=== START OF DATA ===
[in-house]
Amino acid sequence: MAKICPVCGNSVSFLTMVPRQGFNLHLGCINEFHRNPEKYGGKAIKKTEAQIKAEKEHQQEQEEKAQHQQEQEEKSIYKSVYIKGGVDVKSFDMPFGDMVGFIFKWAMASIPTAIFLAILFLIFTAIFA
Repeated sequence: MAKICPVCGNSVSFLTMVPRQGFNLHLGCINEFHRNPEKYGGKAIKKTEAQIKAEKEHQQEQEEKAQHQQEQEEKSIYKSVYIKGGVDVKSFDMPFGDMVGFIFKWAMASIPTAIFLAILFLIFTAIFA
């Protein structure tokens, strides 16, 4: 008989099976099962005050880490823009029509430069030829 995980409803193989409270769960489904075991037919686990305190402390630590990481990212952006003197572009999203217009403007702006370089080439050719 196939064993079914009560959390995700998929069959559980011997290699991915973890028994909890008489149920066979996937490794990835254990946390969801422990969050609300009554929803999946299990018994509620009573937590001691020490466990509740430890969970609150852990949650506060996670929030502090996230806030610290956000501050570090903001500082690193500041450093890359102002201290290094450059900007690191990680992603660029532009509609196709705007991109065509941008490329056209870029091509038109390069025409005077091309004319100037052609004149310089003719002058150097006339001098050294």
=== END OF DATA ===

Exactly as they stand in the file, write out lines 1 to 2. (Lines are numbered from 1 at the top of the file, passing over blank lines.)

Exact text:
[in-house]
Amino acid sequence: MAKICPVCGNSVSFLTMVPRQGFNLHLGCINEFHRNPEKYGGKAIKKTEAQIKAEKEHQQEQEEKAQHQQEQEEKSIYKSVYIKGGVDVKSFDMPFGDMVGFIFKWAMASIPTAIFLAILFLIFTAIFA